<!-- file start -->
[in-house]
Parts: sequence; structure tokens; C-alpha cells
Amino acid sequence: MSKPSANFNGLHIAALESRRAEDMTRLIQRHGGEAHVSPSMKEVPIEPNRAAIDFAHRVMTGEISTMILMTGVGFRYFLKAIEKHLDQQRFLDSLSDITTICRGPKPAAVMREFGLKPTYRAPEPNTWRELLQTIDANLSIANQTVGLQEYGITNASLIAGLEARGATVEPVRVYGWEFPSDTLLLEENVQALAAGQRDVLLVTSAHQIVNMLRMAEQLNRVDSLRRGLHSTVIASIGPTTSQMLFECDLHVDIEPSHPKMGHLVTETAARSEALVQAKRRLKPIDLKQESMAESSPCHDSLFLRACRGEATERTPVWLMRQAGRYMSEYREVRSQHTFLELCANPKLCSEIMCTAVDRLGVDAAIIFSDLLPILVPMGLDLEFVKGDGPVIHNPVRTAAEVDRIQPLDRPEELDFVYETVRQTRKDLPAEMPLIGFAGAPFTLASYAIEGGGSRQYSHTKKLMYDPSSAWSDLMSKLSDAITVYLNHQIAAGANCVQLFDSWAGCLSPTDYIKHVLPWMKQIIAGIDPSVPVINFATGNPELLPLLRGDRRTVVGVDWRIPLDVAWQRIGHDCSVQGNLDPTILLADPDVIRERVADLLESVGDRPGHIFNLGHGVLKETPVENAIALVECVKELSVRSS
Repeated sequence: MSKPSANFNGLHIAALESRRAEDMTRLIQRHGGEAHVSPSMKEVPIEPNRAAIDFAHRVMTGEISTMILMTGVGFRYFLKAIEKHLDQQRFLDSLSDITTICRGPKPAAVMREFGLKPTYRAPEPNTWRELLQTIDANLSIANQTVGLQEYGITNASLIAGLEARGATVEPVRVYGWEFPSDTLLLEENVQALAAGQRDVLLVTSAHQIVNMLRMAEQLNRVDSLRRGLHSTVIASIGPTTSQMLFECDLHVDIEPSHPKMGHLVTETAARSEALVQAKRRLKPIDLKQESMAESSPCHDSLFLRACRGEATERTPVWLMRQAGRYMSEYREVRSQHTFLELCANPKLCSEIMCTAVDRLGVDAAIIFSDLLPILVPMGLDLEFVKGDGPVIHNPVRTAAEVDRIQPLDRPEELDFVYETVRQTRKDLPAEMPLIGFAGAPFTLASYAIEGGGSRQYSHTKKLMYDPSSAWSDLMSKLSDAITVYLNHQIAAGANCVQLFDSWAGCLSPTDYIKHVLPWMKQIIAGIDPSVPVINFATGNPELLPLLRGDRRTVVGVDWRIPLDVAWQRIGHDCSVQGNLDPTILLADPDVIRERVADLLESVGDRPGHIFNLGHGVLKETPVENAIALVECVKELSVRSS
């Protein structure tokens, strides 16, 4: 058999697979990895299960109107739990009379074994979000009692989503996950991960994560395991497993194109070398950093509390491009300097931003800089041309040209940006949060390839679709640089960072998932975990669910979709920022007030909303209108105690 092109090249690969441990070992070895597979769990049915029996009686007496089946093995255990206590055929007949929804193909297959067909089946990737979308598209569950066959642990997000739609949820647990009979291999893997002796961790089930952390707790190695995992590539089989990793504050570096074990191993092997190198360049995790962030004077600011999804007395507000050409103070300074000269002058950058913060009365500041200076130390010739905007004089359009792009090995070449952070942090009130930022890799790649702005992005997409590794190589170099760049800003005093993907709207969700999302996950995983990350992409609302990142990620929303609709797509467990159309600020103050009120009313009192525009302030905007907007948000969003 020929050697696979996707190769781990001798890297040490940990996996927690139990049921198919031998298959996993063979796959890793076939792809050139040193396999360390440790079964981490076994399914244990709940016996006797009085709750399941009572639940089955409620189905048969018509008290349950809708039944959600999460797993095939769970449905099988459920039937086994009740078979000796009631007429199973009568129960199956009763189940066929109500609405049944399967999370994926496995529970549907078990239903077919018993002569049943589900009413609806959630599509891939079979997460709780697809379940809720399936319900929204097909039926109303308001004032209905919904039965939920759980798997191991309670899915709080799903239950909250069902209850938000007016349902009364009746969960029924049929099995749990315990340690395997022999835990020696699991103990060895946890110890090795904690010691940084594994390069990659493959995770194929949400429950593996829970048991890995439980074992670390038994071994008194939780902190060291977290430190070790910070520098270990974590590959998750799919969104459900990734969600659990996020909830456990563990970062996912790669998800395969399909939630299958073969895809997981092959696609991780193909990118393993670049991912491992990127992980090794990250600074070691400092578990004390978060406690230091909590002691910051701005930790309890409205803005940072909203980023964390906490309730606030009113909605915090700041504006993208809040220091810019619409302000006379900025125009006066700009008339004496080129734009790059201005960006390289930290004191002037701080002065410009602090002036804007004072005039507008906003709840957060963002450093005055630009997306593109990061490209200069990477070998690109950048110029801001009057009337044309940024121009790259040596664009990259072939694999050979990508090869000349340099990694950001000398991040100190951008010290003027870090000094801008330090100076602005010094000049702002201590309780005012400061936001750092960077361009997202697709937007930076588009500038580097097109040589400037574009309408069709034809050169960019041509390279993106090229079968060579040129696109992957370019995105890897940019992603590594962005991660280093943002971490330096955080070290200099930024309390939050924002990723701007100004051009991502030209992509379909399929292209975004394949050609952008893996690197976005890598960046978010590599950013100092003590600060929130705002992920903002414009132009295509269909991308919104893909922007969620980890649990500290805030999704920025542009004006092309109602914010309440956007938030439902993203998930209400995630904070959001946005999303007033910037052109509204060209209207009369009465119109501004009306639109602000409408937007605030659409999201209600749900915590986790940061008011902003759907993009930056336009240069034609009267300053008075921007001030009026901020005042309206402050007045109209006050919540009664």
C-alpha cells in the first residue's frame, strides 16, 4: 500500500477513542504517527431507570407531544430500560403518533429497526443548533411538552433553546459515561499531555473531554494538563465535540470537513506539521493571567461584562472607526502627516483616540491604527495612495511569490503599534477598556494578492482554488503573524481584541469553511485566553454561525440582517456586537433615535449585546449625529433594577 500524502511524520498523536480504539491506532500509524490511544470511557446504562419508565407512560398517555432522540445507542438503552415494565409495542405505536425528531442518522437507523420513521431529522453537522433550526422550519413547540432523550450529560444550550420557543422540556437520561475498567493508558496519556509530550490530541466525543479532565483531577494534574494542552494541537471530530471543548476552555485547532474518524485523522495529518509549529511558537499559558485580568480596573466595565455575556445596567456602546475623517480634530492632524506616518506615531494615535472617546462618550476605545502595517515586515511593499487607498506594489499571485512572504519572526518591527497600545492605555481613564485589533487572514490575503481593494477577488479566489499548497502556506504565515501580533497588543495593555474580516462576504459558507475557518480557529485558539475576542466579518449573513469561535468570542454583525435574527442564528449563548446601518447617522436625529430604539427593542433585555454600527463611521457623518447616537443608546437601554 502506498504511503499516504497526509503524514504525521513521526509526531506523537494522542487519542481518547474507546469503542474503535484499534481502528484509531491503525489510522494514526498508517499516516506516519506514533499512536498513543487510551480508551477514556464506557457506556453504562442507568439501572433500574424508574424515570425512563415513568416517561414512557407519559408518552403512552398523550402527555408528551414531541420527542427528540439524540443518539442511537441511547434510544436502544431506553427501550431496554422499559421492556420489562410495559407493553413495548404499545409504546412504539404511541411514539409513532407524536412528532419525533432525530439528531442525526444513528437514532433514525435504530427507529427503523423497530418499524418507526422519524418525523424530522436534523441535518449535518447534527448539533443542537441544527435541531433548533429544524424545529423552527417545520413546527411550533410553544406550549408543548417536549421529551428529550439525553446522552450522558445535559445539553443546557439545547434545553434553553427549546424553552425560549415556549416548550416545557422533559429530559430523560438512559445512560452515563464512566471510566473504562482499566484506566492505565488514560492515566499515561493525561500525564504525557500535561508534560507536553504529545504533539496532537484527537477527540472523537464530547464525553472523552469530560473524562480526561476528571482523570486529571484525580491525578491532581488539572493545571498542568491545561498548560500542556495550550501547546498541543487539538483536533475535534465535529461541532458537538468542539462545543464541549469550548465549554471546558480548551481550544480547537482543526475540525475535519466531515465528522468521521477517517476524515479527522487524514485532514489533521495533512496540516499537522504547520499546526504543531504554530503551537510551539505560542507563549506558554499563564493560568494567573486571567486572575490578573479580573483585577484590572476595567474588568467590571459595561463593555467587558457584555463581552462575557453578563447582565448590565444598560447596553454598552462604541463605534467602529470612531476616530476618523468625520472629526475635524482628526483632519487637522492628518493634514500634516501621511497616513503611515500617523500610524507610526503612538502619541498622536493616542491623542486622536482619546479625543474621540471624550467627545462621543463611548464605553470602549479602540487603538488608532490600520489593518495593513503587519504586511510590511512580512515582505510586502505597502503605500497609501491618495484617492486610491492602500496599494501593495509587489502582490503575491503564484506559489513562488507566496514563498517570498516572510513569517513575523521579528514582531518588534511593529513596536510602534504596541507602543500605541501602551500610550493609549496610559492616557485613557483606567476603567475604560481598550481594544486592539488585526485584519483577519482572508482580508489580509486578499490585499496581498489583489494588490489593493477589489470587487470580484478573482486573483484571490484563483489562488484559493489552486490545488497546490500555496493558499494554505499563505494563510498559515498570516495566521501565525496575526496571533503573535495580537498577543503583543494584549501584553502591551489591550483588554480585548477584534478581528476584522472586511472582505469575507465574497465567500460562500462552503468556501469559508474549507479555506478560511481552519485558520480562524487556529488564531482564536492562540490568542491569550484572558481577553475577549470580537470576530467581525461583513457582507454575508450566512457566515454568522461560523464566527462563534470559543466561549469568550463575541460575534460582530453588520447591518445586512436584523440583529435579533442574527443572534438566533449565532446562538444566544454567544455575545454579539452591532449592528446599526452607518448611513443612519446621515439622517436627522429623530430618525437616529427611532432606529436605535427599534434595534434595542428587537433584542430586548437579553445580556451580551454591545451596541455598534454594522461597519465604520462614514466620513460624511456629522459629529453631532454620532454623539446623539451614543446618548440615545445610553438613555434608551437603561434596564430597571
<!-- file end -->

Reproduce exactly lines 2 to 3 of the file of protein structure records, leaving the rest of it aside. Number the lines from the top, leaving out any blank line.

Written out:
Parts: sequence; structure tokens; C-alpha cells
Amino acid sequence: MSKPSANFNGLHIAALESRRAEDMTRLIQRHGGEAHVSPSMKEVPIEPNRAAIDFAHRVMTGEISTMILMTGVGFRYFLKAIEKHLDQQRFLDSLSDITTICRGPKPAAVMREFGLKPTYRAPEPNTWRELLQTIDANLSIANQTVGLQEYGITNASLIAGLEARGATVEPVRVYGWEFPSDTLLLEENVQALAAGQRDVLLVTSAHQIVNMLRMAEQLNRVDSLRRGLHSTVIASIGPTTSQMLFECDLHVDIEPSHPKMGHLVTETAARSEALVQAKRRLKPIDLKQESMAESSPCHDSLFLRACRGEATERTPVWLMRQAGRYMSEYREVRSQHTFLELCANPKLCSEIMCTAVDRLGVDAAIIFSDLLPILVPMGLDLEFVKGDGPVIHNPVRTAAEVDRIQPLDRPEELDFVYETVRQTRKDLPAEMPLIGFAGAPFTLASYAIEGGGSRQYSHTKKLMYDPSSAWSDLMSKLSDAITVYLNHQIAAGANCVQLFDSWAGCLSPTDYIKHVLPWMKQIIAGIDPSVPVINFATGNPELLPLLRGDRRTVVGVDWRIPLDVAWQRIGHDCSVQGNLDPTILLADPDVIRERVADLLESVGDRPGHIFNLGHGVLKETPVENAIALVECVKELSVRSS